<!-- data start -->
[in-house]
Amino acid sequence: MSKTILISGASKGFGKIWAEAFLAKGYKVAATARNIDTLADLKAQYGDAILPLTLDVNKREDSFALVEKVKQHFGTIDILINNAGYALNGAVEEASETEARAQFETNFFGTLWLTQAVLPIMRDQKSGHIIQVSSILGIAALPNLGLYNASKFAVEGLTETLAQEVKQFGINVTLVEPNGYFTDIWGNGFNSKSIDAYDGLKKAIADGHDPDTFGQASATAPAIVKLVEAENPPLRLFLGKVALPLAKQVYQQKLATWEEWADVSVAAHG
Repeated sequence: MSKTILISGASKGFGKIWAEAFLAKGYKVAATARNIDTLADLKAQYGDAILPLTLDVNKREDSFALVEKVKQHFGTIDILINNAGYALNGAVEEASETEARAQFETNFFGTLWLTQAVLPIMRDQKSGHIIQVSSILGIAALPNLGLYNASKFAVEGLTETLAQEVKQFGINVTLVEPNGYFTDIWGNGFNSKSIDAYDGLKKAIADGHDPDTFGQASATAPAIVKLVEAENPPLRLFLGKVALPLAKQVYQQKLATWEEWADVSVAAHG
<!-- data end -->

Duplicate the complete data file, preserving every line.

[in-house]
Amino acid sequence: MSKTILISGASKGFGKIWAEAFLAKGYKVAATARNIDTLADLKAQYGDAILPLTLDVNKREDSFALVEKVKQHFGTIDILINNAGYALNGAVEEASETEARAQFETNFFGTLWLTQAVLPIMRDQKSGHIIQVSSILGIAALPNLGLYNASKFAVEGLTETLAQEVKQFGINVTLVEPNGYFTDIWGNGFNSKSIDAYDGLKKAIADGHDPDTFGQASATAPAIVKLVEAENPPLRLFLGKVALPLAKQVYQQKLATWEEWADVSVAAHG
Repeated sequence: MSKTILISGASKGFGKIWAEAFLAKGYKVAATARNIDTLADLKAQYGDAILPLTLDVNKREDSFALVEKVKQHFGTIDILINNAGYALNGAVEEASETEARAQFETNFFGTLWLTQAVLPIMRDQKSGHIIQVSSILGIAALPNLGLYNASKFAVEGLTETLAQEVKQFGINVTLVEPNGYFTDIWGNGFNSKSIDAYDGLKKAIADGHDPDTFGQASATAPAIVKLVEAENPPLRLFLGKVALPLAKQVYQQKLATWEEWADVSVAAHG